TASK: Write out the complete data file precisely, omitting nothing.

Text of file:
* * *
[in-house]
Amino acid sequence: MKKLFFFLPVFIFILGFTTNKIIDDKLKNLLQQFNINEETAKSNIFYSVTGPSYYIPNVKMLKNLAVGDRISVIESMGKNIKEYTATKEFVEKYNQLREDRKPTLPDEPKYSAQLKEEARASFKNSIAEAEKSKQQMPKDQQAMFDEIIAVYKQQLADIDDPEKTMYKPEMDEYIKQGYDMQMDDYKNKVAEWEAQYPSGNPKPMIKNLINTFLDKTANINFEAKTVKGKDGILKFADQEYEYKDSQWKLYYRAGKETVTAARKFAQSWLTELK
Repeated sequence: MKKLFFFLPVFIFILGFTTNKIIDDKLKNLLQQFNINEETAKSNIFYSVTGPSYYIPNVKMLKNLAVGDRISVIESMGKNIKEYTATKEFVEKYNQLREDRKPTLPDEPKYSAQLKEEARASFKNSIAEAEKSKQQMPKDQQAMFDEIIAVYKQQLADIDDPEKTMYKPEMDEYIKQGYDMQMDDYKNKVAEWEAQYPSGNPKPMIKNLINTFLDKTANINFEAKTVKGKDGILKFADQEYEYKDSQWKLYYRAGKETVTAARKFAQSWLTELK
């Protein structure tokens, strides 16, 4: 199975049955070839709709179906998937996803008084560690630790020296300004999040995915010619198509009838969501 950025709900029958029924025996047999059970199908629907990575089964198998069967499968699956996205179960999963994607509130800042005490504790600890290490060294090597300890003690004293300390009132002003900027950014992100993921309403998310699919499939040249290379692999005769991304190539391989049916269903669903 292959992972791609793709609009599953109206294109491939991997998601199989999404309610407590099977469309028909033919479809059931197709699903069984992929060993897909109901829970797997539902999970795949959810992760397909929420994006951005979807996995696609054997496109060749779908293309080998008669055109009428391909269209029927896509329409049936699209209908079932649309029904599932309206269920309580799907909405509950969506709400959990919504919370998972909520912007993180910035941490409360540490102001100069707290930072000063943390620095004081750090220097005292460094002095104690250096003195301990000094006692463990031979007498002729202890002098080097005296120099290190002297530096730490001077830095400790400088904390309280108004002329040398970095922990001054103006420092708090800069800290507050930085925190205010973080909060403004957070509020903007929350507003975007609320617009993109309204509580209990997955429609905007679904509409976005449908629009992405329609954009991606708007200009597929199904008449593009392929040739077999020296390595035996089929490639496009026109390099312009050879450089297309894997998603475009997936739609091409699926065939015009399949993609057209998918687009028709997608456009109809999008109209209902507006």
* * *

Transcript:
[in-house]
Amino acid sequence: MKKLFFFLPVFIFILGFTTNKIIDDKLKNLLQQFNINEETAKSNIFYSVTGPSYYIPNVKMLKNLAVGDRISVIESMGKNIKEYTATKEFVEKYNQLREDRKPTLPDEPKYSAQLKEEARASFKNSIAEAEKSKQQMPKDQQAMFDEIIAVYKQQLADIDDPEKTMYKPEMDEYIKQGYDMQMDDYKNKVAEWEAQYPSGNPKPMIKNLINTFLDKTANINFEAKTVKGKDGILKFADQEYEYKDSQWKLYYRAGKETVTAARKFAQSWLTELK
Repeated sequence: MKKLFFFLPVFIFILGFTTNKIIDDKLKNLLQQFNINEETAKSNIFYSVTGPSYYIPNVKMLKNLAVGDRISVIESMGKNIKEYTATKEFVEKYNQLREDRKPTLPDEPKYSAQLKEEARASFKNSIAEAEKSKQQMPKDQQAMFDEIIAVYKQQLADIDDPEKTMYKPEMDEYIKQGYDMQMDDYKNKVAEWEAQYPSGNPKPMIKNLINTFLDKTANINFEAKTVKGKDGILKFADQEYEYKDSQWKLYYRAGKETVTAARKFAQSWLTELK
């Protein structure tokens, strides 16, 4: 199975049955070839709709179906998937996803008084560690630790020296300004999040995915010619198509009838969501 950025709900029958029924025996047999059970199908629907990575089964198998069967499968699956996205179960999963994607509130800042005490504790600890290490060294090597300890003690004293300390009132002003900027950014992100993921309403998310699919499939040249290379692999005769991304190539391989049916269903669903 292959992972791609793709609009599953109206294109491939991997998601199989999404309610407590099977469309028909033919479809059931197709699903069984992929060993897909109901829970797997539902999970795949959810992760397909929420994006951005979807996995696609054997496109060749779908293309080998008669055109009428391909269209029927896509329409049936699209209908079932649309029904599932309206269920309580799907909405509950969506709400959990919504919370998972909520912007993180910035941490409360540490102001100069707290930072000063943390620095004081750090220097005292460094002095104690250096003195301990000094006692463990031979007498002729202890002098080097005296120099290190002297530096730490001077830095400790400088904390309280108004002329040398970095922990001054103006420092708090800069800290507050930085925190205010973080909060403004957070509020903007929350507003975007609320617009993109309204509580209990997955429609905007679904509409976005449908629009992405329609954009991606708007200009597929199904008449593009392929040739077999020296390595035996089929490639496009026109390099312009050879450089297309894997998603475009997936739609091409699926065939015009399949993609057209998918687009028709997608456009109809999008109209209902507006």